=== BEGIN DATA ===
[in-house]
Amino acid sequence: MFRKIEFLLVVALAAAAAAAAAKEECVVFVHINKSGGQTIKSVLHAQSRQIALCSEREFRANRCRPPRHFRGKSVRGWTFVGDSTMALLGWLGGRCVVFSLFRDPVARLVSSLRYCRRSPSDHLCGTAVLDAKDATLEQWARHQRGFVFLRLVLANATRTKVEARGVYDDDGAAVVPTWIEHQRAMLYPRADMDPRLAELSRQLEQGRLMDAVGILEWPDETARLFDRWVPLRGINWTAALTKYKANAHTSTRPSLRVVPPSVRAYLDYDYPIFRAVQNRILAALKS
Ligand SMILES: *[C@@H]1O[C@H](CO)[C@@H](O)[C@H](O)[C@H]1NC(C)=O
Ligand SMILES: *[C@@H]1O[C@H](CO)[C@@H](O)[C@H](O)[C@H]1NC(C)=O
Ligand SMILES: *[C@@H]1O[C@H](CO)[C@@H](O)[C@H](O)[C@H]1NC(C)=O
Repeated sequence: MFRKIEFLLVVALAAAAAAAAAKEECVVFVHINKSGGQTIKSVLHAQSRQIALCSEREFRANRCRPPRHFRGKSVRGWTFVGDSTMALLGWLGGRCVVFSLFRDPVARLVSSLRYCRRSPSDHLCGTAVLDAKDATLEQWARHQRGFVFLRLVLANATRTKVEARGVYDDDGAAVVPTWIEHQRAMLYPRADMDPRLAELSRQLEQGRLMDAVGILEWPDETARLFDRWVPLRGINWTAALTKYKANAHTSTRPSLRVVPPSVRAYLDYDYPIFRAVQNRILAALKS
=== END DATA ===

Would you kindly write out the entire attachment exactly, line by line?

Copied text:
[in-house]
Amino acid sequence: MFRKIEFLLVVALAAAAAAAAAKEECVVFVHINKSGGQTIKSVLHAQSRQIALCSEREFRANRCRPPRHFRGKSVRGWTFVGDSTMALLGWLGGRCVVFSLFRDPVARLVSSLRYCRRSPSDHLCGTAVLDAKDATLEQWARHQRGFVFLRLVLANATRTKVEARGVYDDDGAAVVPTWIEHQRAMLYPRADMDPRLAELSRQLEQGRLMDAVGILEWPDETARLFDRWVPLRGINWTAALTKYKANAHTSTRPSLRVVPPSVRAYLDYDYPIFRAVQNRILAALKS
Ligand SMILES: *[C@@H]1O[C@H](CO)[C@@H](O)[C@H](O)[C@H]1NC(C)=O
Ligand SMILES: *[C@@H]1O[C@H](CO)[C@@H](O)[C@H](O)[C@H]1NC(C)=O
Ligand SMILES: *[C@@H]1O[C@H](CO)[C@@H](O)[C@H](O)[C@H]1NC(C)=O
Repeated sequence: MFRKIEFLLVVALAAAAAAAAAKEECVVFVHINKSGGQTIKSVLHAQSRQIALCSEREFRANRCRPPRHFRGKSVRGWTFVGDSTMALLGWLGGRCVVFSLFRDPVARLVSSLRYCRRSPSDHLCGTAVLDAKDATLEQWARHQRGFVFLRLVLANATRTKVEARGVYDDDGAAVVPTWIEHQRAMLYPRADMDPRLAELSRQLEQGRLMDAVGILEWPDETARLFDRWVPLRGINWTAALTKYKANAHTSTRPSLRVVPPSVRAYLDYDYPIFRAVQNRILAALKS